Fearless happiness

Prom dress designed by Naomi Murray (Photo by SH Photography)

Just as prom pictures were about to dominate my Facebook timeline for the next two weeks or so, they were quickly dwarfed by the stories and photos of the recently averted Republic Bank robbery and the Camp Street jailhouse fire respectively.

Both events have created and are still creating, moments of deep gloom for our country that will never be forgotten. As someone who follows the local news primarily through social media, it was difficult to not find myself being consumed by it all. That is the thing with this social-media handles and in particular viral posts that you may come across. You see they contain the possibility of projecting a lasting memory with a single picture and/or composition of words, so much so it has the power to evoke emotions from the post onto you. Even in cases where it doesn’t affect you directly.

I suppose it is the constant reposting and sharing that gets us fixated on them. Which, actually is sometimes a bad thing, as it makes it difficult for you to see the good in the bad and vice versa as you become gripped on that particular event.  Perhaps too, it’s because social media has become a part of our lives and our personal inclination to constantly be in the know drives us to actively seek out interesting stories and developments.

Prom dress designed by Naomi Murray (Photo by SH Photography)

It was just natural that I would instantly forget about the prom festivities. Even though it’s an imported tradition where boys and girls dress as if they are attending the Grammys or Oscars, it’s one that I really look forward to. I love the enthusiasm and creativity. I also really love the fact that many young teens choose to support local designers to secure their coveted “red carpet gown”.

Nevertheless, I thought to myself who has time to be preoccupied in local glamour happenings in such chaos. The thought of leaving the house unless necessary shouldn’t even exist for most. In the strangest of ways it felt wrong to be happy. All I could think of was the security of my loved ones who are there and the precautionary measures that they should taking to avoid harm – which was inclusive of trying not to dress too opulent to attract the eyes of those who may be looking to grab a fast dollar. Deep down inside, I know entertaining such a mind frame was wrong as it perpetuates the notion that the idea of stealing is caused by the victim.  And as a result, creates as ideal that certain situations are meant to control or simple joys and way of life.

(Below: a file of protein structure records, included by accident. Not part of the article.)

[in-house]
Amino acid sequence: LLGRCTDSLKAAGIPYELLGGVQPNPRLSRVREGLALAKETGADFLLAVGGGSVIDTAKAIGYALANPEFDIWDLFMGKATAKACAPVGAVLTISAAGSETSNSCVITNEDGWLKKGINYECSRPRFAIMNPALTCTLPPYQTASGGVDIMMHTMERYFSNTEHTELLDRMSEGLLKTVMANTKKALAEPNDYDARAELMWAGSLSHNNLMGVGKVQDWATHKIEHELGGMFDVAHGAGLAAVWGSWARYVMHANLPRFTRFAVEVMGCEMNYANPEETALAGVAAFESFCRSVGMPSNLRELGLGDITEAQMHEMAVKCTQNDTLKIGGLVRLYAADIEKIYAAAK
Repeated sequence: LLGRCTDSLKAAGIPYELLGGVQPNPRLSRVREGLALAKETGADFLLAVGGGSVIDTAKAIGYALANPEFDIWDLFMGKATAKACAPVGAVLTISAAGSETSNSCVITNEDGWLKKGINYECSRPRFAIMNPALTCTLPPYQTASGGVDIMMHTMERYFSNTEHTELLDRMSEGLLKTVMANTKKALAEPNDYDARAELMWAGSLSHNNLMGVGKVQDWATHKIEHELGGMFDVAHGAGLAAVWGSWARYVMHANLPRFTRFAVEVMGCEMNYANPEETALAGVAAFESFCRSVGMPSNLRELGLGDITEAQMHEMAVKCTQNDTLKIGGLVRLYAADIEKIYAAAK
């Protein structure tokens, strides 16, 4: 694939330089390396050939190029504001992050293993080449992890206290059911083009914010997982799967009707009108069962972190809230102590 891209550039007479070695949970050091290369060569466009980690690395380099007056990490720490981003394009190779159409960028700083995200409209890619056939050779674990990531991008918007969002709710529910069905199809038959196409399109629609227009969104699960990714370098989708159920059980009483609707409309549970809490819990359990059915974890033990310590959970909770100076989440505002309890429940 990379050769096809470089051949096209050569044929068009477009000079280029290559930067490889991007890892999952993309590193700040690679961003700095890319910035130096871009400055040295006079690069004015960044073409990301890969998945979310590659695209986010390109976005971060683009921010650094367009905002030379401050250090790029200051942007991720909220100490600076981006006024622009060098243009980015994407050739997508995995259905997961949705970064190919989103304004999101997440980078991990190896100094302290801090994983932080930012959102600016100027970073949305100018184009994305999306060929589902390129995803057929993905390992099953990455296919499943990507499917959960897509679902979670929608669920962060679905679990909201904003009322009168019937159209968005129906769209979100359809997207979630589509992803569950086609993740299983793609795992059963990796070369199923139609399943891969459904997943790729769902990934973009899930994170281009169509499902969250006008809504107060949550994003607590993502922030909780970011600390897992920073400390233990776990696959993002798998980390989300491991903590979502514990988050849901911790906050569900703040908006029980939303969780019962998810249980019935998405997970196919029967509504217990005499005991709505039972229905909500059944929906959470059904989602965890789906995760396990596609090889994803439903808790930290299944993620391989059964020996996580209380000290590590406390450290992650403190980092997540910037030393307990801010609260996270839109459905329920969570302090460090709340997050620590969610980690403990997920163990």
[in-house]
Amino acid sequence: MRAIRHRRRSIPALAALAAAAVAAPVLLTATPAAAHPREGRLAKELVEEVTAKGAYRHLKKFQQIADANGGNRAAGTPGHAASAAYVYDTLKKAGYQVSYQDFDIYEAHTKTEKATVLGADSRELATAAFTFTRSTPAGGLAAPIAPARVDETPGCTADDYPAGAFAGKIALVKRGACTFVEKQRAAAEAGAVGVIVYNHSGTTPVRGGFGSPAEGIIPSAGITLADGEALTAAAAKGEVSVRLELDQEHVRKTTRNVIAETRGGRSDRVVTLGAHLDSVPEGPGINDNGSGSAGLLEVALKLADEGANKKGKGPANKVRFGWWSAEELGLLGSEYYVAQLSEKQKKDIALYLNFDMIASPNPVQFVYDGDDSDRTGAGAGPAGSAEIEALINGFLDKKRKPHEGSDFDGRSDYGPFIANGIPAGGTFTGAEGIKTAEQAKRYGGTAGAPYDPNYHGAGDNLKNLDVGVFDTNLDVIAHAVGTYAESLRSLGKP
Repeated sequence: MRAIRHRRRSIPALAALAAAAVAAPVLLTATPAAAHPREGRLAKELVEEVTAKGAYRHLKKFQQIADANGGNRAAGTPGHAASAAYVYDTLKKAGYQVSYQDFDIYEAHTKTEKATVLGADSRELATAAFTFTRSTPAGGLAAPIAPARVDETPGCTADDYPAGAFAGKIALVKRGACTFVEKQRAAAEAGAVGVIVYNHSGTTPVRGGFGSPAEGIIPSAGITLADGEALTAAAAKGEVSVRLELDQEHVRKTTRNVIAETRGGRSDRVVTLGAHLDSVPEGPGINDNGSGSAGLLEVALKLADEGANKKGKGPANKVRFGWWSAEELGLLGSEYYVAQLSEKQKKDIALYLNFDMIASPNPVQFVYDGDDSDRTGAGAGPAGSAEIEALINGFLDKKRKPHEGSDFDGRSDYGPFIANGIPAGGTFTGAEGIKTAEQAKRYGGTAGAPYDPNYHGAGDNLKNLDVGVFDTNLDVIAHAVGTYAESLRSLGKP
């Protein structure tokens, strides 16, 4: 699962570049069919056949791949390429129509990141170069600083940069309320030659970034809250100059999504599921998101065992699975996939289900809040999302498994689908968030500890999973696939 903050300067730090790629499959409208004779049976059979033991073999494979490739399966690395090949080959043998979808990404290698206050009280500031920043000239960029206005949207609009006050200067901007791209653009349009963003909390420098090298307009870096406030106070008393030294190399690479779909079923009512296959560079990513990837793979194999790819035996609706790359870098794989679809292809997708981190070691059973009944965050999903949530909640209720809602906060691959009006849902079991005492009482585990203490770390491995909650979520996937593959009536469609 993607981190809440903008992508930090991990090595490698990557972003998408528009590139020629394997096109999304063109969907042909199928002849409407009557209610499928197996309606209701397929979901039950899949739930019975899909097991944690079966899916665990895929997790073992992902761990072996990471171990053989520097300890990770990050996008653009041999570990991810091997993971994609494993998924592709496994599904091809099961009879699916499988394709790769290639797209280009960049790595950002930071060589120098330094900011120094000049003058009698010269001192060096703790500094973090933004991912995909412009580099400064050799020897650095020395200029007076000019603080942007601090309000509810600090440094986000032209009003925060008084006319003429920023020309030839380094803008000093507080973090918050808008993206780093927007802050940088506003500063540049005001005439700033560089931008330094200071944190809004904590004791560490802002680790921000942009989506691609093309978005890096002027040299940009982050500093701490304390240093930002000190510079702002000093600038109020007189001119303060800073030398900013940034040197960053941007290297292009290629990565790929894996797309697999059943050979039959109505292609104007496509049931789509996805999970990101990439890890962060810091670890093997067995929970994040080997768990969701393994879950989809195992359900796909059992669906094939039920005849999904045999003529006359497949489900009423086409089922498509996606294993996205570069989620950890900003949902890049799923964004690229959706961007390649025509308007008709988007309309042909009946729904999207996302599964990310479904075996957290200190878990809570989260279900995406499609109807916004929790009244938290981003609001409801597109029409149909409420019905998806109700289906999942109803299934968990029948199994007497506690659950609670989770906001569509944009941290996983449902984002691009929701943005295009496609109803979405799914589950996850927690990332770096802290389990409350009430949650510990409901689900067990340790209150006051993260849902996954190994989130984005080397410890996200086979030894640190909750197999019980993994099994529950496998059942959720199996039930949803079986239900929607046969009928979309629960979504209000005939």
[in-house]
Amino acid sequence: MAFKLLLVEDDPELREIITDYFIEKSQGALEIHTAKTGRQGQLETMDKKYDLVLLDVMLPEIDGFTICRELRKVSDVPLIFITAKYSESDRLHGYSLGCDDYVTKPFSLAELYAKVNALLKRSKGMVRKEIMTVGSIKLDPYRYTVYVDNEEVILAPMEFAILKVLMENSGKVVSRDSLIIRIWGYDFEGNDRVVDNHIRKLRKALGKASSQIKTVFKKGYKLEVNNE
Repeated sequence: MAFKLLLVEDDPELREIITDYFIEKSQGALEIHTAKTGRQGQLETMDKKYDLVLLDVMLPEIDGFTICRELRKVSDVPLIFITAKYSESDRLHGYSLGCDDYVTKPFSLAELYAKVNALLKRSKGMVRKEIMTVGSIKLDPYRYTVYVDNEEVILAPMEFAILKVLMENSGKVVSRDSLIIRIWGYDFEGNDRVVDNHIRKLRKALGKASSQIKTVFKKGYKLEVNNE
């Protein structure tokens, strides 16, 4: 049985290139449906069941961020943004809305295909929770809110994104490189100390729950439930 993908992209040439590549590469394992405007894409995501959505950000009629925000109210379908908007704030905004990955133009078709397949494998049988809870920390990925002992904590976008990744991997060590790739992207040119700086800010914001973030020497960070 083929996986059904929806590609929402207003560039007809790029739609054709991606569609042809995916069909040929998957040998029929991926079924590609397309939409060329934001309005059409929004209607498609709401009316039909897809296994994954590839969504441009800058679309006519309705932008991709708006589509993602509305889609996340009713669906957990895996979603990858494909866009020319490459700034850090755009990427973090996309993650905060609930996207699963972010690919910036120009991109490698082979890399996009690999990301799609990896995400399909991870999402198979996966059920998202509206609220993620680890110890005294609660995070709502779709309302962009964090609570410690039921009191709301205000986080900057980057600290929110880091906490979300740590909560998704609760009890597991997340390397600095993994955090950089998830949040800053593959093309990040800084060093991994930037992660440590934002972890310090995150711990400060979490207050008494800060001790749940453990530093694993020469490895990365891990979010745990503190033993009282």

Enjoying happiness in its totality is different for us all and whatever those ways are should be allowed (once it doesn’t harm a soul that is).To be quite honest, out of all of the things Guyanese have imported from North American culture, prom  actually  happens to be  my favourite. The promenade dance often shortened to prom, is like the official coming out event for teenagers who have crossed a significant academic milestone. It shouldn’t be taken away or compromised. If anything we need more inclusive social events for our youths to participate in and we need to acknowledge them more.

The choice to cave in when all seems lost and hopeless shouldn’t be made. We must remember in every bad there is some good, even if it’s a lesson to be learnt. Enjoy the moments that are meant to be enjoyed and don’t succumb to fear.  We must also learn to actively search for the good as it’s the only way we can survive this mess.

www.online-runway.com

http://instagram.com/theonlinerunway

Comments  

Lasting choice

Whenever I am buying shoes, I try to remember the wise words from the Guyanese proverb: ‘When yah like play cheap yah does pay dare,’ that my Godmother always preached to me.

By ,

Life with acne

For as long as I can remember, I have suffered terribly from acne.

By ,

Going braless

A woman’s connection with her undergarments is a unique one, and this is especially so in the case of many Guyanese women.

By ,

The magnificent Serena Williams

Earlier this week, I woke up to images of a glowing pregnant barely covered Serena Williams gracing the cover of Vanity Fair on my Instagram feed.

By ,

Material validation

The memory of the spoken word can last a long time. I can still remember words that were said to me from eight years ago by people I have lost total contact with.

By ,

Your browser is out-of-date!

Update your browser to view this website correctly.

We built stabroeknews.com using new technology. This makes our website faster, more feature rich and easier to use for 95% of our readers.
Unfortunately, your browser does not support some of these technologies. Click the button below and choose a modern browser to receive our intended user experience.

Update my browser now

×